One bummer about our new housing is that it is closer to the dump than the old housing was.  Now when they are burning at the dump we can smell it. And if we don't catch the scent fast enough, figure out what it is, and turn off our ventilation system, it can make our whole house reek for days!  

Last night Josh drove by the dump (on his way back from the airport to drop someone off) and saw it burning, so he called and let me know to turn the system off. I was relieved. The smell can give me a headache, so I like when we can avoid it getting in the house!

 That reminds me of another hard adjustment to living out here after living most of my thirty years in the northwest.  No recycling. I swear that for the first six months, every time I threw a pop can away, I thought my dad was going to pop out of the laundry room and scold me for not recycling.  Throwing out cardboard is equally difficult for me.  

Since I am not able to recycle in that sense, I do find myself recycling in other ways. Reusing candle jars for containers and saving things (like honey jars) to serve other purposes (like storing homemade maple syrup).  It's nice to feel so resourceful.

There are definitely things we miss about living in the city.  Like recycling, fast food and grocery stores.  I miss shopping in person.  Josh misses driving.  We both miss going to the beach; seeing people we miss; and entertainment.  {I really miss the movie theater!} I miss social outings like baby showers, jewelry parties and birthdays.  We both miss convenience- running out to the store for a missing ingredient or a last minute birthday gift.  Everything here has to be thought of at least a month in advance to allow for proper shipping time.  I ordered Christmas gifts in October.  And January got away from me, which meant I didn't realize until the day before that my Grandma's birthday had snuck up on me... Needless to say I called to let her know her card would be {a little} late!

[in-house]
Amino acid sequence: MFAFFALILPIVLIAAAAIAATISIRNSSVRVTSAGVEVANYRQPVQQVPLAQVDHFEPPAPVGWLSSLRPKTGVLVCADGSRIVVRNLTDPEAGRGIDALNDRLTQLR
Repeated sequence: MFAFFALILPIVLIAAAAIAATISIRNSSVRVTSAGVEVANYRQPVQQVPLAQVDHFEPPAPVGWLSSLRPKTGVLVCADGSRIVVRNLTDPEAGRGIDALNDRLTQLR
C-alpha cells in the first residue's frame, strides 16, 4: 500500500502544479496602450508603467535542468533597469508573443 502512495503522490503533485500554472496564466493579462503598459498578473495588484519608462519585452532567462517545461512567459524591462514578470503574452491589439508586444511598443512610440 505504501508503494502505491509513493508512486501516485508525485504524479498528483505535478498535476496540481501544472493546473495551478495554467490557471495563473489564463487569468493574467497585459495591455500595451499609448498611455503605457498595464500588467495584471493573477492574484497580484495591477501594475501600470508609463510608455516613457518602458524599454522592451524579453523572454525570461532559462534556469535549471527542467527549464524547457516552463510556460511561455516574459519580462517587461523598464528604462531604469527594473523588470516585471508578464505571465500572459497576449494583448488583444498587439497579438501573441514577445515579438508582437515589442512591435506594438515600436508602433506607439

Getting shocked is another thing we have had to get used to living in Alaska. By 16 months Wyatt could say "shock" because whenever I would transfer him from the rocking chair to the crib in his dark nursery, I would shock him.  The shocks here are so intense that if it's at all dark, like it is in his room, you can actually see the blue flash of electricity transfer from you to another object or person.  Sometimes my finger or body will be sore for a period of time after being shocked.  Especially if the doorknob gets me.  I have even been shocked by water from the faucet before. Yeow!

A few people had questions about Marshall specifically, so here are those answers.  There are roughly 350 people in Marshall.  Jobs include construction, commercial fishing, working at the store or gas station; the school (including Head Start for pre-schoolers and the Parents As Teachers (PAT) program); and the health clinic.

The health clinic offers same day urgent care.  We have been a handful of times; like to get Logan's Scabies medicine and to confirm ear infections in Wyatt.  I am so grateful it's here.

We have medivac insurance so that if there were an emergency and we had to get ourselves or the boys to a hospital quick, we wouldn't get stuck with the $20,000 (or more) bill when it was all said and done.  Our medivac insurance is through Apollo Medi Trans (AMT) and only cost $100 a year for our entire family.  I would recommend everyone purchasing medivac insurance, no matter where you live, because in the event of a life threatening injury, a helicopter ride may be necessary, and most insurance plans do not cover that type of transit. Just one simple phone call: 1-877-907-4911. {I know I sound like a commercial, but seriously, it's just $100 and could save you thousands down the road!}